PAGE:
Something happens in the brain as a result of stress… For those of us with memories that constitute unresolved trauma… we might find ourselves… flooded with emotions… For me, it’s the visceral response of feeling unsafe and trapped.
Intergenerational trauma is woven into the fabric of our modern world… something is wrong… Of course our parents did the best they could…
For Toni Rahman, her subject is also a very personal quest. She shares her own struggles with her readers, including experiencing three marriages and three divorces, and researching and writing her book seems to have been a therapeutic experience. She also adds many colorful stories from the lives of clients of her practice as a psychotherapist.
This topic is very personal to me because as I review the literature, uncovering research that speaks to me, and finding out what others have been learning, I feel curious, deeply validated and strangely affirmed.
Although Toni Rahman and I have lived very different lives, much of what she describes resonates with me as we face some similar challenges.
I have an emotional response that is way out of proportion to the immediate situation…
Sometimes when I struggle with an emotional response I get a pain in my gut. What is my body trying to tell me? Am I still affected by unresolved trauma? Why do I at times feel unsafe when there is no apparent danger? These are intriguing questions.
The body actually has plenty to say about all this trauma, dissociation and the brain, and it does, all the time, in countless ways.
Chapter 5 - Healthy Adult Intimacy - is, obviously, about adult intimacy. I admire how open Toni is about her own life and we can learn much from her experiences. Further discussion of some of the ideas in this chapter is something I will pursue privately with my wife.
Correctly understanding our personal problems is important. But more valuable is moving forward with solutions. Chapter 6 and its appendices provides readers with an excellent array of tools.
While Toni Rahman, who lives in Guadalajara, is generously open about her personal experiences, Being In My Body is also based on extensive research as detailed in the References and Notes. Again, I am impressed with the abundance and variety of books written by Lakeside residents. I am looking forward to the discussions of this book at the September meeting of the Ajijic Book Club.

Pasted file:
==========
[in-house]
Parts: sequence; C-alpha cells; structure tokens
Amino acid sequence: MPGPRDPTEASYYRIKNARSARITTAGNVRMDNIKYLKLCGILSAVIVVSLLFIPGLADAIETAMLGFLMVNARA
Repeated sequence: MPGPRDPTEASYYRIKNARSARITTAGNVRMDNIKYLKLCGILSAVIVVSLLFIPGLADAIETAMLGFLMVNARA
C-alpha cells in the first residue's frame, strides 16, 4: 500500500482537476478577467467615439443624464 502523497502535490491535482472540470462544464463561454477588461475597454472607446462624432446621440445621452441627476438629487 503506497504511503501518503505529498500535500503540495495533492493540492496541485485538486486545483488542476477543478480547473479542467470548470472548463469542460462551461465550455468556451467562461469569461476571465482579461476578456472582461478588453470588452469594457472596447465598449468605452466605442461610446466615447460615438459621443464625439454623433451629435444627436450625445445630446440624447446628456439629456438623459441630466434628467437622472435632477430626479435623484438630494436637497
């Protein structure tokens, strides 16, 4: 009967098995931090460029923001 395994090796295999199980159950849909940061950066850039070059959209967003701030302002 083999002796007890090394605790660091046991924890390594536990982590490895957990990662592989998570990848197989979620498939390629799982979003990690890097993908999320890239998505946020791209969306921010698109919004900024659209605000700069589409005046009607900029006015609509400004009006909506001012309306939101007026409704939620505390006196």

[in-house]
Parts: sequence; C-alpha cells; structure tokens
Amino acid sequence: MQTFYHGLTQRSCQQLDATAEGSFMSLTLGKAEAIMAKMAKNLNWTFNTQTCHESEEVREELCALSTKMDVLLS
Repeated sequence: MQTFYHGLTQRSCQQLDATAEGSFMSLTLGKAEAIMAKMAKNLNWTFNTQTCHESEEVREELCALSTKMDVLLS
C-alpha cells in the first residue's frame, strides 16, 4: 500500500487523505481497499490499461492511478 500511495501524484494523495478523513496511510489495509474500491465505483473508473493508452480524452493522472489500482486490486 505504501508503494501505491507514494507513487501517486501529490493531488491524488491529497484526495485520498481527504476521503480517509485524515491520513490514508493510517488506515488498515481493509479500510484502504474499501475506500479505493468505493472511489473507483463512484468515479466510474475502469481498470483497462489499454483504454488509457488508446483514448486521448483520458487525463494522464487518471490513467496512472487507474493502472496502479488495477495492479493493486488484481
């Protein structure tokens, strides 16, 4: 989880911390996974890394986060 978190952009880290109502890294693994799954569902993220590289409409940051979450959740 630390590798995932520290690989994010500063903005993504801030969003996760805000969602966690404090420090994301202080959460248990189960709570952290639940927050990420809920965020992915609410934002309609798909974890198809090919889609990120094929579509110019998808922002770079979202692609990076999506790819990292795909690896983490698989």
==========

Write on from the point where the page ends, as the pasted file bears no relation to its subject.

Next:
5 years ago — John StokdijkThere is a great article about Toni in the current issue of The Guadalajara Reporter. And it has a lovely picture of her. Check it out here https://drive.google.com/file/d/0B7C2SA5LS5QXTnQwejI0N1lPZHM/view?usp=sharing.
Reviewed by: Paula Whittingham
As a fellow Licensed Clinical Social Worker, with 25 years of clinical practice as a therapist, I applaud Toni Rahman's recent work, "Being In My Body." I appreciated her thorough discussion of Complex Post Traumatic Stress Disorder, which delineated the differences in the types of PTSD and the various effects on individuals and families. I particularly enjoyed her information on setting Healthy Boundaries, with great detail offered in how to change self-defeating behavior in personal relationships to create more satisfying and nurturing bonds with others.
I also appreciate Toni Rahman's courageous use of self disclosure in case studies to illustrate her points on trauma and resultant Complex PTSD. She is a beacon of healing for individuals with issues who require the sensitivity and skill of a sophisticated clinican. Bravo!
Paula Whittingham, LCSW